• Drug rehab may soon include pharmacogenetics

    Posted on July 23, 2013
    Pharmacogenetics looks at genetic variation to predict individual differences in response to medications. Individuals may metabolize the same medication in different ways, and their genotype may indicate some of these differences in drug metabolism. Proponents of pharmacogenetics hope that this relatively new field of study will lead to increased efficacy and safety for a wide array of drugs, including those used for addiction treatment. The addiction medicine aspects of drug rehab may be substantially improved if pharmacogenetics lives up to its promise. Haile, Kosten, and Kosten researched how genetic variation might affect responses to cocaine, amphetamine, and methamphetamine and how genetic differences might guide pharmacotherapy. They performed a cross-referenced literature sea...
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  • Will an anti-cocaine vaccine improve drug treatment?

    Posted on July 23, 2013
    A clinical trial supported by the National Institute on Drug Abuse (NIDA) marks the first successful, placebo-controlled demonstration of a vaccine against illicit drug addiction. The anti-cocaine vaccine causes the immune system to produces antibodies which attach to cocaine molecules, preventing them from entering the brain. Thus, the vaccine blocks the drug’s effect. The study followed 115 patients who received either the anti-cocaine vaccine or a placebo. Participants in both groups received 5 vaccinations over 12 weeks and were followed for an additional 12 weeks. All participants participated in drug treatment which consisted of weekly relapse prevention sessions with a trained substance abuse counselor. They also had their blood tested for antibodies to cocaine, and their urin...
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  • Predictors of response to naltrexone in alcohol rehab

    Posted on July 23, 2013
    Naltrexone is commonly prescribed in alcohol rehab. It is an opioid receptor antagonist that blocks opioid receptors and thus blocks the feeling of pleasure derived from alcohol consumption. Several double-blind clinical trials have shown that naltrexone is more effective than placebo in treatment for alcohol dependence. However, naltrexone may not work well for everyone. Its effectiveness varies among individuals. This has led some researchers to speculate that perhaps not all alcohol dependent individuals derive pleasure from an increase in endogenous opioids after alcohol consumption; perhaps there is a subtype of alcohol dependent individuals which may derive more benefit from naltrexone treatment. Certain clinical predictors might be able to identify individuals who would derive th...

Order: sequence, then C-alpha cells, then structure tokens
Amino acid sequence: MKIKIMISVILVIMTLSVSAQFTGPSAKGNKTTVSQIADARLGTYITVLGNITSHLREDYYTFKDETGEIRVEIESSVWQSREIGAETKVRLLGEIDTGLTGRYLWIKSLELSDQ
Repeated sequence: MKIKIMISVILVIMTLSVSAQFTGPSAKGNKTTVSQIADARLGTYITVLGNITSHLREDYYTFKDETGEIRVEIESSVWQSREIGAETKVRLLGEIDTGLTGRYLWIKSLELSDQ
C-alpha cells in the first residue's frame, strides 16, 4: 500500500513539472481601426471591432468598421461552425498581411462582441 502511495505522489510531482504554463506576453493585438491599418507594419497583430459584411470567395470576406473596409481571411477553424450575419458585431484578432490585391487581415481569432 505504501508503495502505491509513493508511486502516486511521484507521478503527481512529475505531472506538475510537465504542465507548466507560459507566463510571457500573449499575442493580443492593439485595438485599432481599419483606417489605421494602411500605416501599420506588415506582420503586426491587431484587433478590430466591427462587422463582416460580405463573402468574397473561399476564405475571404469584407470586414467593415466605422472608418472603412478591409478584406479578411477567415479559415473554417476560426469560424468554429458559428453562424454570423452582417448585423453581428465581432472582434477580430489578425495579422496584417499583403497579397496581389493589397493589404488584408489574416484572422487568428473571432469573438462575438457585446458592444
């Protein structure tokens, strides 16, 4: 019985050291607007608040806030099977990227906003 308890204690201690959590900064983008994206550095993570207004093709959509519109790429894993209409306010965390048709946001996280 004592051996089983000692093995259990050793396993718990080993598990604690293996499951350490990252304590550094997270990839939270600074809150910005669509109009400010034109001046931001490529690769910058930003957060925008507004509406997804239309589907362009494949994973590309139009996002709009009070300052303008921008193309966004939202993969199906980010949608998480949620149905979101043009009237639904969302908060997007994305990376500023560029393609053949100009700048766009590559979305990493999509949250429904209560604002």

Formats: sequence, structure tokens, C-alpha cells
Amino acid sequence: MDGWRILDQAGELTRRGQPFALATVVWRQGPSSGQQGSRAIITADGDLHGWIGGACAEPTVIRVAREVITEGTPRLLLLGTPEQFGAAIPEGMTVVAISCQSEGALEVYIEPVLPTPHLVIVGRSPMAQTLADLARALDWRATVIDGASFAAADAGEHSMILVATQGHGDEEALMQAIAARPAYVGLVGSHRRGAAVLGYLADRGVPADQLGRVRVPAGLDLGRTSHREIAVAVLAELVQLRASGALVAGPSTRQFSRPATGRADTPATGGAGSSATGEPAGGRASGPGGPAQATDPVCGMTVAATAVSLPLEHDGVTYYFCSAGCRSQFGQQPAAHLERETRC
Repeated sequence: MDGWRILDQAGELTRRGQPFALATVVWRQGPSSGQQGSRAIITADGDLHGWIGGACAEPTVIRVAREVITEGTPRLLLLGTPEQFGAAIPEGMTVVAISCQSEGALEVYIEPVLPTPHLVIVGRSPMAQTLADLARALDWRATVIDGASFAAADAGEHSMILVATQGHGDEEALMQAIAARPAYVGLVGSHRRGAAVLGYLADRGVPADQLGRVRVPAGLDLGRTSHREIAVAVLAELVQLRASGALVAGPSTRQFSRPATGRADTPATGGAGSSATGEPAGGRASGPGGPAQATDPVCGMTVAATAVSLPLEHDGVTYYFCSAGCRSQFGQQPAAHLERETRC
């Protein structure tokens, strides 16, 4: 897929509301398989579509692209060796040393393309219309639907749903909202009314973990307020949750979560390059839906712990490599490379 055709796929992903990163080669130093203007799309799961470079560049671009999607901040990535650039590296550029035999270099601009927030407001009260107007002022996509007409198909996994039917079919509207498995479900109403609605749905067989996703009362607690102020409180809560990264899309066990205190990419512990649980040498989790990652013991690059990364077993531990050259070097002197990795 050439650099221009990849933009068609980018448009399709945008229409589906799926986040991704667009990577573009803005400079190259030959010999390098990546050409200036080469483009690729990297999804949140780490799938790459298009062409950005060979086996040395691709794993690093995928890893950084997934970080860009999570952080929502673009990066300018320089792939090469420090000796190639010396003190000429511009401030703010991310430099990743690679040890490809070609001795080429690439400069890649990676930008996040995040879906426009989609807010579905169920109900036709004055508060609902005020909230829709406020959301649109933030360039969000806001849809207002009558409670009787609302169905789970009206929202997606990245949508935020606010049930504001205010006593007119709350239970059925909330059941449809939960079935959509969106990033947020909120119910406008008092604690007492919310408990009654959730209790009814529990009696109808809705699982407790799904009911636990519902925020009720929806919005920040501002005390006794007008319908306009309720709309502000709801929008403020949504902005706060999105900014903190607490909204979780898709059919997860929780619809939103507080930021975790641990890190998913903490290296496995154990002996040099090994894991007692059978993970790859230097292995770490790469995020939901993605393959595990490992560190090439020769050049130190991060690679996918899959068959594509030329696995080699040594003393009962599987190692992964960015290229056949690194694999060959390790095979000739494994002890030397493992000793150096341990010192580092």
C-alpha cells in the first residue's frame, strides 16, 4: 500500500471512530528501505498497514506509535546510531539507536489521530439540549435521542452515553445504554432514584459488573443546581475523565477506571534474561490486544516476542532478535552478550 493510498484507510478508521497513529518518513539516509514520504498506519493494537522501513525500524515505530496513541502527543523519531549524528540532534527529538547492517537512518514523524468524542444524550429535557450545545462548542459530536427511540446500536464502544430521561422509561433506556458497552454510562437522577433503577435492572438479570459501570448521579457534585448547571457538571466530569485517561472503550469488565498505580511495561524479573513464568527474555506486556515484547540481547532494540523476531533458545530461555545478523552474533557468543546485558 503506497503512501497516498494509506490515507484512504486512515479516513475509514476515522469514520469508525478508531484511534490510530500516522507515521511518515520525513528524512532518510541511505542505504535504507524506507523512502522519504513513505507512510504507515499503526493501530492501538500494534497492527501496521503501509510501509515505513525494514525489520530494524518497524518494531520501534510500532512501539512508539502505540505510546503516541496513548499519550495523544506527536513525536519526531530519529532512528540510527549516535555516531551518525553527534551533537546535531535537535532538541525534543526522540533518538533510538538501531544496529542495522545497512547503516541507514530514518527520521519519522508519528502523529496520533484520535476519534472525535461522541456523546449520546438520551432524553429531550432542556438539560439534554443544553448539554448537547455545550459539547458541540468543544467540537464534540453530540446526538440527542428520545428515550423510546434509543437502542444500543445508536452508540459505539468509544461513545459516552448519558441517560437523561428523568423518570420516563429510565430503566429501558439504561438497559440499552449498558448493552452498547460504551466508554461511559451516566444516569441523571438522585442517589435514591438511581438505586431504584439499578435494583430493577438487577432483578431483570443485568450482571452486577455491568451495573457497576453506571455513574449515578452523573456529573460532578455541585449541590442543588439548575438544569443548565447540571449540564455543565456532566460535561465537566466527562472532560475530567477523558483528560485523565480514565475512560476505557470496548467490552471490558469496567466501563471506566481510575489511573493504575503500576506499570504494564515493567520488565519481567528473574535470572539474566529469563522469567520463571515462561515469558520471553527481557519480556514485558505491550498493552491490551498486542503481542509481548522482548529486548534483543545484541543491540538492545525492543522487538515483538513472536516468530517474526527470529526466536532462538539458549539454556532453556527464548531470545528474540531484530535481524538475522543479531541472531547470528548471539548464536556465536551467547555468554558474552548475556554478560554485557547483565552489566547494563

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  • High-dose baclofen for alcohol treatment

    Posted on July 23, 2013
    Oliver Ameisen, an associate professor of medicine and cardiologist at Weill Medical College of Cornell University, reported in Alcohol and Alcoholism that he successfully used high-dose baclofen as an alcohol treatment and achieved complete and prolonged suppression of symptoms of his own alcohol dependence (2005). Ameisen had been diagnosed with alcohol dependence and comorbid anxiety disorder. He reports that his anxiety disorder preceded his addiction to alcohol. He had tried other medications for alcohol dependence with no success. Ameisen decided to try baclofen, a gamma-amino butyric acid receptor agonist that is used to control spasticity. Previous research showed that baclofen had reduced alcohol craving in alcohol dependent patients and suppressed cocaine self-administratio...